A Treasury scheme to boost investment in British film is creating dozens of "lame duck" movies that allow speculators to avoid tax at a cost of up to £400m to the public purse.
Such is the popularity of the tax break – which allows investors to claim savings of up to 20 per cent regardless of the success of the film – the Inland Revenue will pay up to eight times more this year than it had estimated, according to a new survey.
The accountancy firm Grant Thornton calculates the Treasury will return between £200m and £400m to investors in the current tax year compared with Gordon Brown's Budget estimate of £50m.
The Chancellor announced an extension of the system, called Section 48 relief, after coming under intense pressure from the film industry. He told the House of Commons that he aimed to boost the "unprecedented success" of independent British films.
Supporters of Section 48 claim that it has brought valuable capital investment into the film industry by encouraging money from traditionally reticent investors such as the City.
Well-known films to have benefited include Grey Owl, which was made by Lord Attenborough and starred Pierce Brosnan as an Englishman who reinvented himself as a native American Indian in the 1930s, and To Walk With Lions, which starred Richard Harris as the lion conservationist George Adams.
Others include Swing, the tale of a dance band starring the singer Lisa Stansfield, and 81/2 Women, a Fellini-inspired yarn about two men opening a brothel, by the avant-garde director Peter Greenaway.
Films costing an estimated £1bn will be made in Britain this year. Movies such as Tomb Raider and Harry Potter and the Philosopher's Stone helped to increase production by a third last year.
But critics of the tax relief system say that the scheme, far from sparking a renaissance in homegrown cinema, is being used by opportunistic high earners simply to avoid paying tax, with little or no return for the public.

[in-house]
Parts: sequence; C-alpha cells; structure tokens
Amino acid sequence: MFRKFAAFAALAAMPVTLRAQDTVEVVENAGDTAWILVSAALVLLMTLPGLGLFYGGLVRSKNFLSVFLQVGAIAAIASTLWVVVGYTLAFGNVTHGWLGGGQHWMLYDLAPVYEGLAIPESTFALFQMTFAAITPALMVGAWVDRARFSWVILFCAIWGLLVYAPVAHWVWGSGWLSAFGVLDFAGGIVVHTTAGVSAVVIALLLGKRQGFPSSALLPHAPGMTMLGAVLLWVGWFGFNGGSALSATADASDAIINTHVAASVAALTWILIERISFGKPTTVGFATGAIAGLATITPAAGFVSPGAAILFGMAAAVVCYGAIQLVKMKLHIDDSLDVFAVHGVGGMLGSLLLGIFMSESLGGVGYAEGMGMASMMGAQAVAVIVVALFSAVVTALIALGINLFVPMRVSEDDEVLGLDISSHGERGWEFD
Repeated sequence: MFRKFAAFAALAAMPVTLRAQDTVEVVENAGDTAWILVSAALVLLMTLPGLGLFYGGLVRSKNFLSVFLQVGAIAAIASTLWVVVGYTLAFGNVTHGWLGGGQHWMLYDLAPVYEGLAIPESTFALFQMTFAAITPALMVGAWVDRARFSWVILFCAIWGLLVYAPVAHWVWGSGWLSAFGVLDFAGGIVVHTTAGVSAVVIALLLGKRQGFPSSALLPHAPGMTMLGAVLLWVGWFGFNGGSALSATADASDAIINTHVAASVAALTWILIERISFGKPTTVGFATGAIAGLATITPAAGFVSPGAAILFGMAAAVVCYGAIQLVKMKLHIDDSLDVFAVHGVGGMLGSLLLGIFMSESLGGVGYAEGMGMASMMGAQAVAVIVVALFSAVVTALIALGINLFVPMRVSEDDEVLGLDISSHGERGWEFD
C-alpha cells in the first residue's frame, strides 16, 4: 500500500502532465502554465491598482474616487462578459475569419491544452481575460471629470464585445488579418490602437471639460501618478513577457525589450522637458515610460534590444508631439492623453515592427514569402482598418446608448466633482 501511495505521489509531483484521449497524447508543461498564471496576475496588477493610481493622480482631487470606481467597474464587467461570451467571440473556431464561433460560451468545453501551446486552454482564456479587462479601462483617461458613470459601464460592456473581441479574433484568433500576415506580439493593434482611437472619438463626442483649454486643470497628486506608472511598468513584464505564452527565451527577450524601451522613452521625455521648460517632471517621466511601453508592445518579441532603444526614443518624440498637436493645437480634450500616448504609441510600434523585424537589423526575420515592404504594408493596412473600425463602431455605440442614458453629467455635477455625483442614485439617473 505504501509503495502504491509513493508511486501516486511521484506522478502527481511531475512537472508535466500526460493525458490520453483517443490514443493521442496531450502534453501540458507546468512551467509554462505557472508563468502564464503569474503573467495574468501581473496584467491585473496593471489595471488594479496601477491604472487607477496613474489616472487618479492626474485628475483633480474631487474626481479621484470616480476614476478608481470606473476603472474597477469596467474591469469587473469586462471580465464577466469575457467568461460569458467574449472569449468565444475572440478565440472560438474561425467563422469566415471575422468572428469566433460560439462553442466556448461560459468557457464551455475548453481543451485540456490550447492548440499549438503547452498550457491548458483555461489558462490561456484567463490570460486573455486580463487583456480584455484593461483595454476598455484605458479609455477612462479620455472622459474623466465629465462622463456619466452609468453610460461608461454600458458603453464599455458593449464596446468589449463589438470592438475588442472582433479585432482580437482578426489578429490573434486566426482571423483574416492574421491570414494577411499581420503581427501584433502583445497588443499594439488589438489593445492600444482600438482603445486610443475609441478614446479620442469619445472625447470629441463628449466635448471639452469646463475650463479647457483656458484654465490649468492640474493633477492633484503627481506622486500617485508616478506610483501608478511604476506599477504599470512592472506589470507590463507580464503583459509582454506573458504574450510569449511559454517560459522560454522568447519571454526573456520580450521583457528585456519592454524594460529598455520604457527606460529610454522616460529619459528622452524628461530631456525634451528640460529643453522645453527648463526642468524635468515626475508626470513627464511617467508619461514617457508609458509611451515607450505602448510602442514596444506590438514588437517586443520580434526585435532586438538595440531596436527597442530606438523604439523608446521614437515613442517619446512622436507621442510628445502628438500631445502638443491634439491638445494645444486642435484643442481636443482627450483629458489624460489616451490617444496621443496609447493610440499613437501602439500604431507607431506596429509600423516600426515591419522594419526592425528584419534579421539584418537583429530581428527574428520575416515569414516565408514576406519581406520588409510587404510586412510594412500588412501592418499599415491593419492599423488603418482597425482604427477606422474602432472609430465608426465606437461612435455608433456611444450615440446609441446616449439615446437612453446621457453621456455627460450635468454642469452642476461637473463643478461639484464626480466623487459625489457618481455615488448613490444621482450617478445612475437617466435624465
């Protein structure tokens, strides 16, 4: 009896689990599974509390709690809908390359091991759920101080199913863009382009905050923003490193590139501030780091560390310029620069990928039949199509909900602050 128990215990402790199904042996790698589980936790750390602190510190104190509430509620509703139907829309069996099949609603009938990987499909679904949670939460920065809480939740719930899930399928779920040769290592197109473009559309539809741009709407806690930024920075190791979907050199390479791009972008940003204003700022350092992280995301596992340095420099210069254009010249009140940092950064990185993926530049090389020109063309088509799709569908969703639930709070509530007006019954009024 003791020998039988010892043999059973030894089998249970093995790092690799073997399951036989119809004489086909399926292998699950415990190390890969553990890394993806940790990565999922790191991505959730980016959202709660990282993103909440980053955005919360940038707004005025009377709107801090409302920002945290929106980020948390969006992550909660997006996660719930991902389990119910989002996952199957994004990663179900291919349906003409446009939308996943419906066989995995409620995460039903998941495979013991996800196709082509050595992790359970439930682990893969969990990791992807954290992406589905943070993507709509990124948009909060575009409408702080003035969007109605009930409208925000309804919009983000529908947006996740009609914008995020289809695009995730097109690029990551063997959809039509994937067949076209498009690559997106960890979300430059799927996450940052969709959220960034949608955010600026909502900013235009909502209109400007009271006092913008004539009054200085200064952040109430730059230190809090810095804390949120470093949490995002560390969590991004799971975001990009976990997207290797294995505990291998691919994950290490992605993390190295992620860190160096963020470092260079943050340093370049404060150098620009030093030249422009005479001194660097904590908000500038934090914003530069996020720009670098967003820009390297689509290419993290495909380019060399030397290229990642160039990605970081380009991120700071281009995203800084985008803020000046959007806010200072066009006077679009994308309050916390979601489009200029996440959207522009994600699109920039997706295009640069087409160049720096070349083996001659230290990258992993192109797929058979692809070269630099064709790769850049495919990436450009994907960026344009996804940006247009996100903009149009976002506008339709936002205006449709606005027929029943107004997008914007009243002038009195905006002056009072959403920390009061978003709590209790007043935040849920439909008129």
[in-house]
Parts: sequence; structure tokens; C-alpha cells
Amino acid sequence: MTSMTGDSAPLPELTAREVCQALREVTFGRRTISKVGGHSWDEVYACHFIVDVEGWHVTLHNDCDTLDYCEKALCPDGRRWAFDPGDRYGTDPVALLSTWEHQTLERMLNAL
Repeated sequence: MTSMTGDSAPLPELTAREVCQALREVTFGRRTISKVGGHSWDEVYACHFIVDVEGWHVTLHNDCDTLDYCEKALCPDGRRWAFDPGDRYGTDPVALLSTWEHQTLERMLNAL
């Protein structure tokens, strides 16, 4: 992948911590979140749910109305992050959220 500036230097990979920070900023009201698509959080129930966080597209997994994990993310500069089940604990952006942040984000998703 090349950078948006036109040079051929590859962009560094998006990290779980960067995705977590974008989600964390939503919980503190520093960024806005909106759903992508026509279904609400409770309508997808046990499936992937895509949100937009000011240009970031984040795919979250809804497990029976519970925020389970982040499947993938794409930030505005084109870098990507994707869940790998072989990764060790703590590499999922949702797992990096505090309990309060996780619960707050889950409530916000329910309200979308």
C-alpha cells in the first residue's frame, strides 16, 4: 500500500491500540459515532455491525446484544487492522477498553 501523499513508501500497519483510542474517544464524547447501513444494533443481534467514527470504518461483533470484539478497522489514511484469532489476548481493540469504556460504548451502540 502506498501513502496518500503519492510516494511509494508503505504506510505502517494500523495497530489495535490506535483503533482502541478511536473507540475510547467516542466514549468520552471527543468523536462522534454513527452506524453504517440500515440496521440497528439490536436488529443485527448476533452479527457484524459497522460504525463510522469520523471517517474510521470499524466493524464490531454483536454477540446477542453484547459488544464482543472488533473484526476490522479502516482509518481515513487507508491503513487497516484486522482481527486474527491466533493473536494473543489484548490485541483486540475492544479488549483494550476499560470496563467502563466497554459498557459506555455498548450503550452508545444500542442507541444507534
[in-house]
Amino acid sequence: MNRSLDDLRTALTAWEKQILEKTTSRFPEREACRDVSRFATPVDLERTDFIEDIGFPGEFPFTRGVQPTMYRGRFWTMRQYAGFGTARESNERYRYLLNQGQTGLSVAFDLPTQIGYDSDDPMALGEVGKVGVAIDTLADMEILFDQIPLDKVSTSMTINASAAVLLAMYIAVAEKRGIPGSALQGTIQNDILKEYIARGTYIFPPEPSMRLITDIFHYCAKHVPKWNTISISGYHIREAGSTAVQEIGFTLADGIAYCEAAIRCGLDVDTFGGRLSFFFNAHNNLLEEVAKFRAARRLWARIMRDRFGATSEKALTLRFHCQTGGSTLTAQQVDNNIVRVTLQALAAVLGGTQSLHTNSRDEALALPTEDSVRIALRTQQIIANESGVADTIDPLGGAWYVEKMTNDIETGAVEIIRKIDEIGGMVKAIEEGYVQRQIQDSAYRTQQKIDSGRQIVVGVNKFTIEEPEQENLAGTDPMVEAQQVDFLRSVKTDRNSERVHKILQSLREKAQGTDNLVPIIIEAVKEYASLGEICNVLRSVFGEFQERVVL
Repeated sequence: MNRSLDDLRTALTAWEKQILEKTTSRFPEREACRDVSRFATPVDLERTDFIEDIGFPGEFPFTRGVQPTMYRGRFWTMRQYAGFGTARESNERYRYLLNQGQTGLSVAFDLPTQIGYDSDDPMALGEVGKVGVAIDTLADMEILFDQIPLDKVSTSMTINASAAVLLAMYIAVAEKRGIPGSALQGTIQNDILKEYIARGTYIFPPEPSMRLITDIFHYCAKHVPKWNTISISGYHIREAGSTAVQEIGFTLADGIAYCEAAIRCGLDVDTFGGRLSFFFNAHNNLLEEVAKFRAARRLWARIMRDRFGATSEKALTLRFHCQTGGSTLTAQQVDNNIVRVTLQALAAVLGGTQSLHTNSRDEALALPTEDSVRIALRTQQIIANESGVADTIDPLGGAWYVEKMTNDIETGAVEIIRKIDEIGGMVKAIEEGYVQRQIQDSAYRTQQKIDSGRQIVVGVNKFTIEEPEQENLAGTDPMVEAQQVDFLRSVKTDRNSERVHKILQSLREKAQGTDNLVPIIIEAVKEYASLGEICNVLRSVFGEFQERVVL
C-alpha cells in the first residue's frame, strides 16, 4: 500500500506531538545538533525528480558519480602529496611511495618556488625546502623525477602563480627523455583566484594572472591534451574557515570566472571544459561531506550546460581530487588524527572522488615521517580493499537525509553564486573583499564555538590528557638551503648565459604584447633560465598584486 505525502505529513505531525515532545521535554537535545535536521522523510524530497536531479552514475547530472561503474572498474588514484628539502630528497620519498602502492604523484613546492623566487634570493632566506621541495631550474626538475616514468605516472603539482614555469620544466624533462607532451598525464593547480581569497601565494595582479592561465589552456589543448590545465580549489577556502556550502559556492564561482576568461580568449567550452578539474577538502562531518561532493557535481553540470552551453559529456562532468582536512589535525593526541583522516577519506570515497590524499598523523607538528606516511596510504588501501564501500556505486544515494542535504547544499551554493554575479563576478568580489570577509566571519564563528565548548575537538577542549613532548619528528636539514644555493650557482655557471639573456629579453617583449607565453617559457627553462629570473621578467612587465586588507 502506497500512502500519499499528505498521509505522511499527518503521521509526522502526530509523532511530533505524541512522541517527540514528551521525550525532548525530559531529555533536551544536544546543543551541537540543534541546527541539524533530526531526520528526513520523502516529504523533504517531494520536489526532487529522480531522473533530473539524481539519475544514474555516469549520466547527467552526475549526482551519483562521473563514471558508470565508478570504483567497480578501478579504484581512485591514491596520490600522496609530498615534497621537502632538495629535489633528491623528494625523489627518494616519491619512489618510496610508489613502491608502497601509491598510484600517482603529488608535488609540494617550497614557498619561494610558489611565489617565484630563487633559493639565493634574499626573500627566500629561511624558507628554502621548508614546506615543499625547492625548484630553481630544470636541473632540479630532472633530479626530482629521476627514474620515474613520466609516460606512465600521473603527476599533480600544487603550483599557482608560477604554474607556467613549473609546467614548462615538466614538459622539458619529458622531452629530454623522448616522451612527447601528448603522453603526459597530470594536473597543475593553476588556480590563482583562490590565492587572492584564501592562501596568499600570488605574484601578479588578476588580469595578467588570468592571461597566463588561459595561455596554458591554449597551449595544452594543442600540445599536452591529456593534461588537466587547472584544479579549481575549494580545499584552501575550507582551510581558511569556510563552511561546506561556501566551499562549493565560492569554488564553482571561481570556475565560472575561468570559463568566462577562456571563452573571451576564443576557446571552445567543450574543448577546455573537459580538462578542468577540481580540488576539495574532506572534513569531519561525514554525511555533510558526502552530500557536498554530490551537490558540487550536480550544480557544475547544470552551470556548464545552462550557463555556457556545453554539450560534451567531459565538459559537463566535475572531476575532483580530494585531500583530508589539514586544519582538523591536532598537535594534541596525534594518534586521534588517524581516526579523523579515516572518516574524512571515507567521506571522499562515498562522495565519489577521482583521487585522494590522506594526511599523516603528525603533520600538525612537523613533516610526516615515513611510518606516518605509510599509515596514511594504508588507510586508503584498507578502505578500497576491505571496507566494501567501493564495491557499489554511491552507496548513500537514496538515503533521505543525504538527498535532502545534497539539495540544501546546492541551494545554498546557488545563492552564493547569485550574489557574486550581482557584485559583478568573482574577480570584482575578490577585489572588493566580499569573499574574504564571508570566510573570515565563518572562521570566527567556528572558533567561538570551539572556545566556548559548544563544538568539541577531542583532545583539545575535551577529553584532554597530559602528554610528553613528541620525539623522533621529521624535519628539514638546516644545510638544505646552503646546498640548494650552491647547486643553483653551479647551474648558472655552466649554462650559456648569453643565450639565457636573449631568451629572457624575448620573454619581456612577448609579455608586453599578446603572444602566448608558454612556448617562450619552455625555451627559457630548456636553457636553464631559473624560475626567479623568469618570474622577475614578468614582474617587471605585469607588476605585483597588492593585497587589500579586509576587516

The concession applies only to films with a maximum budget of £15m – far less than a Hollywood-style blockbuster – resulting in a large number of films that never see the light of a cinema projector.
Mike Warburton, a senior tax partner at Grant Thornton, said: "There can be no doubt that this scheme is putting money into the film industry, but whether it is getting money into the right films is a different matter.
"The way the system works means that the film does not have to be successful for participants to gain the benefits. As a result, a lot of people are doing it and the Government is paying out much more than it intended."
The system works through a complex arrangement that allows producers to sell a completed film to a consortium of investors, who then lease the negative back to the production house. The investors, who on average put up about a fifth of the funds themselves and borrow the remainder, claim tax relief on their investment at a rate of about 20 per cent.
The consortium also pays the producer a fee of about 5 per cent of the film's cost – £50,000 on a low-budget film made for £1m.
A similar scheme allows consortiums to invest in a package of three or more British films and claim full relief on production costs.
Experts say that the scheme has led to a flood of film scripts that had been gathering dust on production house shelves being used to meet the demand for "investment vehicles".
One senior accountant with a London-based firm involved in the scheme said: "The reality is that dozens of lame duck films which would normally never have had a chance of being made are being shot just because of this scheme.
"Basically, you have City investors who are using the scheme to increase their wealth perfectly legally.
"But most don't even know the titles of the films they are helping to make. It might be putting money in the pockets of film makers and investors, but the vast majority of these films go straight to video or simply disappear. Very few make it to general release at cinemas."
The Treasury declined to comment on Grant Thornton's figures, but a spokesman said: "The tax relief scheme was set up to encourage investment in British independent film. We are satisfied it is achieving that goal."
Film makers admitted, however, that the structure of the scheme meant that it had succeeded in encouraging people to make films, but not in ensuring that the films were good.
Eric Fellner, the co- chairman of Working Title Films, which jointly made Billy Elliot, said recently: "Sadly, quality and finance don't go hand-in-hand. The tax relief is encouraging production in the UK and it is up to us to come up with the goods."Reuse content